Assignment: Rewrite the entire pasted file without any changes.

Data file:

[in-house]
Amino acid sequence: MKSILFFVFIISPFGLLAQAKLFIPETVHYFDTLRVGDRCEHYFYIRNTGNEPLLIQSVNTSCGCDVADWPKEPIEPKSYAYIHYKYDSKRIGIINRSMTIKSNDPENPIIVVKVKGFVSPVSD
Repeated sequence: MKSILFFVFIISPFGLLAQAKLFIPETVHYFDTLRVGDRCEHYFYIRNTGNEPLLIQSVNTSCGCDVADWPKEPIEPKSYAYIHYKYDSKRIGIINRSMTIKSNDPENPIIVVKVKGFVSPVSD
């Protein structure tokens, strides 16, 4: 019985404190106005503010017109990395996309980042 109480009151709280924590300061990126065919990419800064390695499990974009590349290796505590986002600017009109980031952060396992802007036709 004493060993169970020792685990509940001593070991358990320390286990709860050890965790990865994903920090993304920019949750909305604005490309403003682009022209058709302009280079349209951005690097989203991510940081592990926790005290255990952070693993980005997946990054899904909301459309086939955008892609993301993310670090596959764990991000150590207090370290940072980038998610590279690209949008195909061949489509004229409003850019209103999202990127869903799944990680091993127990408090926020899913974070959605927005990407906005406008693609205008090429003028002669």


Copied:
[in-house]
Amino acid sequence: MKSILFFVFIISPFGLLAQAKLFIPETVHYFDTLRVGDRCEHYFYIRNTGNEPLLIQSVNTSCGCDVADWPKEPIEPKSYAYIHYKYDSKRIGIINRSMTIKSNDPENPIIVVKVKGFVSPVSD
Repeated sequence: MKSILFFVFIISPFGLLAQAKLFIPETVHYFDTLRVGDRCEHYFYIRNTGNEPLLIQSVNTSCGCDVADWPKEPIEPKSYAYIHYKYDSKRIGIINRSMTIKSNDPENPIIVVKVKGFVSPVSD
């Protein structure tokens, strides 16, 4: 019985404190106005503010017109990395996309980042 109480009151709280924590300061990126065919990419800064390695499990974009590349290796505590986002600017009109980031952060396992802007036709 004493060993169970020792685990509940001593070991358990320390286990709860050890965790990865994903920090993304920019949750909305604005490309403003682009022209058709302009280079349209951005690097989203991510940081592990926790005290255990952070693993980005997946990054899904909301459309086939955008892609993301993310670090596959764990991000150590207090370290940072980038998610590279690209949008195909061949489509004229409003850019209103999202990127869903799944990680091993127990408090926020899913974070959605927005990407906005406008693609205008090429003028002669």